ST. JOSEPH — A woman who was drunk and traveling 111 mph when she slammed her car into another vehicle, killing a passenger in that vehicle, will spend at least four years in prison.

Amber Garton, 33, of Coloma, was sentenced to 4-15 years for operating while intoxicated causing the death of Erum Nazir, 33, from Oakville, Ontario, Canada. Garton pleaded no contest to the charge, a felony punishable by up to 15 years in prison. A no contest plea is treated the same as a guilty plea for sentencing purposes, but cannot be used against a person in civil litigation.

The crash happened last Sept. 9 on I-94 in Benton Township. According to previous testimony, Garton was traveling 111 mph in her Ford Mustang when her car slammed into the back of a van carrying five people. Nazir, one of the passengers, was thrown from the van as it went airborne and rolled over twice, according to testimony at a previous hearing.

Garton failed a filed sobriety test and had a blood alcohol level of 0.190, more than twice the legal limit for alcohol while driving. Through a pre-sentence investigation, it came to light that she had a prior drunken driving conviction in 2009, and other drug and alcohol offenses as a teenager and an adult.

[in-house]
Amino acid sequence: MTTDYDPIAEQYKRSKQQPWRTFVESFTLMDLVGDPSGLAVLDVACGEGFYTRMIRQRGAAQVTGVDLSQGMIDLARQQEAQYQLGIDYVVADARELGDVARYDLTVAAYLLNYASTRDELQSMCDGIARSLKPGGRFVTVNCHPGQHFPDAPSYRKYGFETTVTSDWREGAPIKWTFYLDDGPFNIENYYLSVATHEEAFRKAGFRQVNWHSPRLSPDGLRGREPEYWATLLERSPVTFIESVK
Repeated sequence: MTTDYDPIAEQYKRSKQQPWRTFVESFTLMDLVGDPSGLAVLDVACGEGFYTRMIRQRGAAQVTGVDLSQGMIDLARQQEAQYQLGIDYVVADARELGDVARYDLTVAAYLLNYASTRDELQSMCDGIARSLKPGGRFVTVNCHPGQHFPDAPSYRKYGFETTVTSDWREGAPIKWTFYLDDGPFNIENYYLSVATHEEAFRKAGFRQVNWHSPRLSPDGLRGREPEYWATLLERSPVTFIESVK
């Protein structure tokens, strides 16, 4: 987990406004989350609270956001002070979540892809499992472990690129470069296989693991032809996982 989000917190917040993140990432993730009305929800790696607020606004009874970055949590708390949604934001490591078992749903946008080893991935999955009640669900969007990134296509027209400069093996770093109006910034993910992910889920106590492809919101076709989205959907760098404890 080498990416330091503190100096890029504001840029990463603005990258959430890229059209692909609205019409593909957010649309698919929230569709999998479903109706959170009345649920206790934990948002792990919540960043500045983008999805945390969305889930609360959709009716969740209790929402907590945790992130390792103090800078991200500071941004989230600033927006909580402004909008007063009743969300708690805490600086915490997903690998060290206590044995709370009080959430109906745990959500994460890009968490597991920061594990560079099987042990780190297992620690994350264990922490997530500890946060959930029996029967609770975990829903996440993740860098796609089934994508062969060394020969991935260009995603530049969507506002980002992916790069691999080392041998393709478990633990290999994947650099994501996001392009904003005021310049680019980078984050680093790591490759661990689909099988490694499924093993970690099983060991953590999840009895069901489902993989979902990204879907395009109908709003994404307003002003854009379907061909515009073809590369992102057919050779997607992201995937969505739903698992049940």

“When I sentence people, I look for red flags,” said Berrien County Trial Court Judge Gary Bruce, prior to sentencing Garton on Monday. “Your record is crawling with red flags.”

Garton, with her lawyer Paul Jancha Sr. at her side, wiped away tears and asked for leniency. 

“I want to apologize to the family. This mistake has changed my life, and I hope someday they can forgive me. I’m not a bad person. I try not to do bad things. Please find mercy for me,” she told the judge.

Bruce told Garton that some “Very, very nice, educated, successful people come in with drunken driving charges. As a judge in my 21st year, I remember some of the people I’ve sent to prison for this. It’s not just about you. I have to send a message, if you’ve got red flags, do something about it or something bad is going to happen.”

The judge noted that in a substance abuse assessment, Garton had stated, “When I drank I didn’t know when to stop.” He commended her for her honesty and for her participation in recovery since her arrest.

Nazir’s family did not make the eight-hour drive to Berrien County for Garton’s sentencing, but Berrien Assistant Prosecutor Trevor Maveal presented a letter to the judge from the deceased woman’s husband. The judge read the letter silently before sentencing.

Jancha asked the judge to sentence Garton to probation and a year in the county jail. 

“This is a lady who made a mistake. As egregious as any I’ve seen. Horrible. But while out on bond she’s been in daily therapy. She suffers every moment,” Jancha said. 

But Bruce told Garton, “You were going 111 mph with a blood alcohol content more than twice the legal limit, and because of that, a man lost his wife and some children lost their mother.”

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